Research implications – While storytelling has been widely used in the Western management context, the authors believe we are among the first to suggest that storytelling can become an insightful and fruitful research method in Eastern management and in combined cultural contexts, and hence, they are attempting to potentially help to advance theory development.

Originality/Value – Two applicable conditions for storytelling are discussed, namely, the multilevel/systems perspective and the dynamic perspective, which are illustrated by sustainability, leadership, and entrepreneurship research in both Western and Eastern contexts.

Details

West Meets East: Building Theoretical Bridges
Type: Book
ISBN: 978-1-78190-028-4

Keywords

To view the access options for this content please click here
Book part
Publication date: 21 November 2018

Mohamed Melwani, Lee Yong Tay and Cher Ping Lim

This chapter reports on an ethnographic case study of how a group of elementary school teachers designed technology enhanced learning with mobile technology (e.g…

Abstract

This chapter reports on an ethnographic case study of how a group of elementary school teachers designed technology enhanced learning with mobile technology (e.g. notebooks, tablet computers and mobile phones) to facilitate students’ development of literacy and twenty-first century competencies. These teachers designed the school’s literacy pedagogical approach, leveraging the use of technology, namely digital storytelling. The school in this case study is one of the eight Future Schools in Singapore under the FutureSchools@Singapore program. The school has been providing one-to-one mobile computing learning devices and wireless Internet access for its students. The introduction of technology in the classroom makes it possible for twenty-first century competencies to be integrated into literacy development. The conversational framework is used as a framework to examine how the design of the digital storytelling pedagogical approach brings about the various teaching–learning activities – acquisition, inquiry, practice, production, discussion and collaboration. The use of digital storytelling as an approach to integrate information communication technology (ICT) into the classroom has not only modified how ICT is being used in the school, it has redefined how ICT could be used to engage young learners. It has fundamentally transformed conventional storytelling with the use of current state-of-the-shelf (i.e. easily and widely available) technologies. This case study also outlines the processes involved in improving the design of digital storytelling over the years by the teachers. The ecosystem of the school is also taken into consideration and described in detail. Findings suggest the importance of the collaborative efforts of the teachers in the continuous improvements made to this design. The adoption of a learning design framework, such as the one used in this study, can be beneficial to ensure a systematic approach to the design of learning. In addition, the availability of technological infrastructure and computing devices are necessary for the seamless use of technology in the classroom. The just-in-time learning approach is adopted for students to learn technology as they are developing their digital stories.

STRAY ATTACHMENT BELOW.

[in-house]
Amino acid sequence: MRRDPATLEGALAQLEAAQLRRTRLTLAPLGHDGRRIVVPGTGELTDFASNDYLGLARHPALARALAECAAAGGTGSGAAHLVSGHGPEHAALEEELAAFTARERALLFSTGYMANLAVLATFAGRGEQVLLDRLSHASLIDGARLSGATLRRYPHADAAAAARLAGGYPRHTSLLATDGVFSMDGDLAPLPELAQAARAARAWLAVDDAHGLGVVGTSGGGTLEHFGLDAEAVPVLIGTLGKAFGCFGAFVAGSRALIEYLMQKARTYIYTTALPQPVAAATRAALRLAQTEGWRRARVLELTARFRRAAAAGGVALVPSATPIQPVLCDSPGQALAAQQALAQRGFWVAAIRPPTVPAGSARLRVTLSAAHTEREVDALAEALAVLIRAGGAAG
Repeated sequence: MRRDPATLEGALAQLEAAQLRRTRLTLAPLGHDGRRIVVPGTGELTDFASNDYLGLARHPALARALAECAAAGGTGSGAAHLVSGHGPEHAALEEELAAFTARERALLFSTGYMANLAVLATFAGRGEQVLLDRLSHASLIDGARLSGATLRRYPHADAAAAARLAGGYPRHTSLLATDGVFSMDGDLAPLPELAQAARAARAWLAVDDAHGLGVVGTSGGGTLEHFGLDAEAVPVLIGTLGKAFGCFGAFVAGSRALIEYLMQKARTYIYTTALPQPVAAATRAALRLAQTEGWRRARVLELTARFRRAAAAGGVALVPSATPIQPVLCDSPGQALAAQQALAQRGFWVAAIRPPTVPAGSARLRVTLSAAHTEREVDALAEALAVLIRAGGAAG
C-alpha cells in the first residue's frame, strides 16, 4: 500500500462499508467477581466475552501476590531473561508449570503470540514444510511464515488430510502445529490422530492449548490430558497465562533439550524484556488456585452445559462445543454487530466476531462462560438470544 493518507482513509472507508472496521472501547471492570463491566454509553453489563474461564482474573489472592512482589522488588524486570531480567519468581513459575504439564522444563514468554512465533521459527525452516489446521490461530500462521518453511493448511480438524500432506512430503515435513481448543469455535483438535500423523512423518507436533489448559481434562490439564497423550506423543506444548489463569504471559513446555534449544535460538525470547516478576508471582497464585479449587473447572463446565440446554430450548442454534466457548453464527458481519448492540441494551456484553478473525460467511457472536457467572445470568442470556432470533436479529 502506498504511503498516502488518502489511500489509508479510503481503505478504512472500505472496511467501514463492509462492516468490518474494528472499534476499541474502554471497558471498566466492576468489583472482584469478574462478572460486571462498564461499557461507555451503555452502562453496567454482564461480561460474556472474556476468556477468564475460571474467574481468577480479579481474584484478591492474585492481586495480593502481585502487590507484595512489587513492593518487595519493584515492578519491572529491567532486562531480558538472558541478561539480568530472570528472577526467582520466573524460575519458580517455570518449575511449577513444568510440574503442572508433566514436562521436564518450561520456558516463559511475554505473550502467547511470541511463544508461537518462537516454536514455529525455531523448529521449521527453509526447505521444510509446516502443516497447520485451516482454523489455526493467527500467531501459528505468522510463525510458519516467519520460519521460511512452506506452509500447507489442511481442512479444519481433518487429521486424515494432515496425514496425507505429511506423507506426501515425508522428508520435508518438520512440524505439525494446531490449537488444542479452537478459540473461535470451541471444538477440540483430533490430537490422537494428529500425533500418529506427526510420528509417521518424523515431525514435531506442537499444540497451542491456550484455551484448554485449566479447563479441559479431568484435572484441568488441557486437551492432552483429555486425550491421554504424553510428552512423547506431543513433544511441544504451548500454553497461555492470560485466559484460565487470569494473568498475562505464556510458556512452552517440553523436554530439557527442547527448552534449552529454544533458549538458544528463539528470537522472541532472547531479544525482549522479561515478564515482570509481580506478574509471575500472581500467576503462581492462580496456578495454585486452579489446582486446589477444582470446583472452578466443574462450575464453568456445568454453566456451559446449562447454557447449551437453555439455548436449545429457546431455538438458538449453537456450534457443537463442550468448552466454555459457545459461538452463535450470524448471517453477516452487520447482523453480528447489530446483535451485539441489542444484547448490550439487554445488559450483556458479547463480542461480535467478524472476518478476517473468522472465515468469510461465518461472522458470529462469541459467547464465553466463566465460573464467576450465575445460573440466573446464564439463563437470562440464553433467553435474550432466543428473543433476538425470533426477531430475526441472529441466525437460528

Details

Mobile Technologies in Children’s Language and Literacy
Type: Book
ISBN: 978-1-78714-879-6

Keywords

To view the access options for this content please click here
Article
Publication date: 4 June 2021

JungHwa (Jenny) Hong, Jie Yang, Barbara Ross Wooldridge and Anita D Bhappu

Brand storytelling has been found to be an effective marketing tool. Unlike a brand story that originates from a firm, consumers’ brand storytelling is created, developed…

Abstract

Purpose

Brand storytelling has been found to be an effective marketing tool. Unlike a brand story that originates from a firm, consumers’ brand storytelling is created, developed and shared by consumers. This research aims to examine whether consumers’ brand storytelling leads to increased favorable brand evaluations and compares its effects on consumer cognition and emotions, to a brand story generated by a firm.

Design/methodology/approach

Three experiments were conducted to test the hypotheses. In Study 1, a 2 (story: consumers’ brand storytelling vs brand story by a firm) × 2 (product: coffee shop vs airline mileage programs) between-subjects design was used. Studies 2 and 3 replicated Study 1 and investigated different measurements of the constructs using different brands. Additionally, a mediation analysis was conducted.

Findings

The results show that consumers’ brand storytelling increases favorable brand attitudes. Consumers present deeper cognitive processing and higher experienced positive emotions when they read consumer brand storytelling as compared to a firm-created brand story, leading to a more favorable brand attitude.

Originality/value

There is a lack of empirical research investigating how consumers’ brand storytelling is different from brand stories created by firms, and how consumers’ brand storytelling influences brand attitudes. This study extends the literature by clarifying how consumers respond to consumers’ brand storytelling and evaluates brands by exploring the underlying mechanism for the effect of brand storytelling via consumers’ cognitions and emotions.

Details

Journal of Product & Brand Management, vol. ahead-of-print no. ahead-of-print
Type: Research Article
ISSN: 1061-0421

Keywords

1 – 10 of over 6000